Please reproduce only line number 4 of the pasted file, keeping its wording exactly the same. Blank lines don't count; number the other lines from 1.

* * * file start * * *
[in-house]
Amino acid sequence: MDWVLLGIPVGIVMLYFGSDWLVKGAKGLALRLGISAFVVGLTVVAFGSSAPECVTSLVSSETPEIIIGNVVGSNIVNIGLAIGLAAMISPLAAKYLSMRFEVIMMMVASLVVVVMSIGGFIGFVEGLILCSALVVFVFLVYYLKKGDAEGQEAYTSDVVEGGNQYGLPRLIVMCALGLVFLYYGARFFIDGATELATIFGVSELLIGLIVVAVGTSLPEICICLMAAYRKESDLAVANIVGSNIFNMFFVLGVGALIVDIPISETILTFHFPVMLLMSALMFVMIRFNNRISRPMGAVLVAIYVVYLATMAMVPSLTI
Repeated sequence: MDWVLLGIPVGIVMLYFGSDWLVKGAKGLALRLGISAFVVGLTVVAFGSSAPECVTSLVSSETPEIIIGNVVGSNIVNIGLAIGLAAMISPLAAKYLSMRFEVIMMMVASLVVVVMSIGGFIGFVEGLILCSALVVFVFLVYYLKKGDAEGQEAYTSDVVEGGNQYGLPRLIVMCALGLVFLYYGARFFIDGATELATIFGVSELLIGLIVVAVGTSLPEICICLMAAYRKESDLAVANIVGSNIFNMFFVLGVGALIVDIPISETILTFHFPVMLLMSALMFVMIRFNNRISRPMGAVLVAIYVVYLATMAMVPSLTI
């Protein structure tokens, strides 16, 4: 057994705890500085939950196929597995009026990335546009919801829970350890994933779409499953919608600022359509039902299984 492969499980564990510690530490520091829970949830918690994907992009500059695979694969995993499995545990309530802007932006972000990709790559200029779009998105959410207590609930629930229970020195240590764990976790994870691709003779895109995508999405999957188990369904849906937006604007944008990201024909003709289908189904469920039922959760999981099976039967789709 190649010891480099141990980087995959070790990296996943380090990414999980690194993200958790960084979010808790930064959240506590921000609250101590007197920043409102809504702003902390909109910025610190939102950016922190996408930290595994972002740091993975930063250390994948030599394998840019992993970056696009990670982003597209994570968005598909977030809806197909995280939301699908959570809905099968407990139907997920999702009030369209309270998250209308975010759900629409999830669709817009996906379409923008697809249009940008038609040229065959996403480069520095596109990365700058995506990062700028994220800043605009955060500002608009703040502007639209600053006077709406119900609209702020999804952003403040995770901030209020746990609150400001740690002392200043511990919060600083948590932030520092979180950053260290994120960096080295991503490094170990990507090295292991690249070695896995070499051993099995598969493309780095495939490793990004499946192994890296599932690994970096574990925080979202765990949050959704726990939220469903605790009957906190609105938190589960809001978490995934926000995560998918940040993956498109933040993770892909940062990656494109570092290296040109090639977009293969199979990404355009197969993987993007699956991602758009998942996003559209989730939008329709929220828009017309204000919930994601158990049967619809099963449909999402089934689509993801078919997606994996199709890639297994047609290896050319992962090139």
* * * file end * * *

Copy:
């Protein structure tokens, strides 16, 4: 057994705890500085939950196929597995009026990335546009919801829970350890994933779409499953919608600022359509039902299984 492969499980564990510690530490520091829970949830918690994907992009500059695979694969995993499995545990309530802007932006972000990709790559200029779009998105959410207590609930629930229970020195240590764990976790994870691709003779895109995508999405999957188990369904849906937006604007944008990201024909003709289908189904469920039922959760999981099976039967789709 190649010891480099141990980087995959070790990296996943380090990414999980690194993200958790960084979010808790930064959240506590921000609250101590007197920043409102809504702003902390909109910025610190939102950016922190996408930290595994972002740091993975930063250390994948030599394998840019992993970056696009990670982003597209994570968005598909977030809806197909995280939301699908959570809905099968407990139907997920999702009030369209309270998250209308975010759900629409999830669709817009996906379409923008697809249009940008038609040229065959996403480069520095596109990365700058995506990062700028994220800043605009955060500002608009703040502007639209600053006077709406119900609209702020999804952003403040995770901030209020746990609150400001740690002392200043511990919060600083948590932030520092979180950053260290994120960096080295991503490094170990990507090295292991690249070695896995070499051993099995598969493309780095495939490793990004499946192994890296599932690994970096574990925080979202765990949050959704726990939220469903605790009957906190609105938190589960809001978490995934926000995560998918940040993956498109933040993770892909940062990656494109570092290296040109090639977009293969199979990404355009197969993987993007699956991602758009998942996003559209989730939008329709929220828009017309204000919930994601158990049967619809099963449909999402089934689509993801078919997606994996199709890639297994047609290896050319992962090139």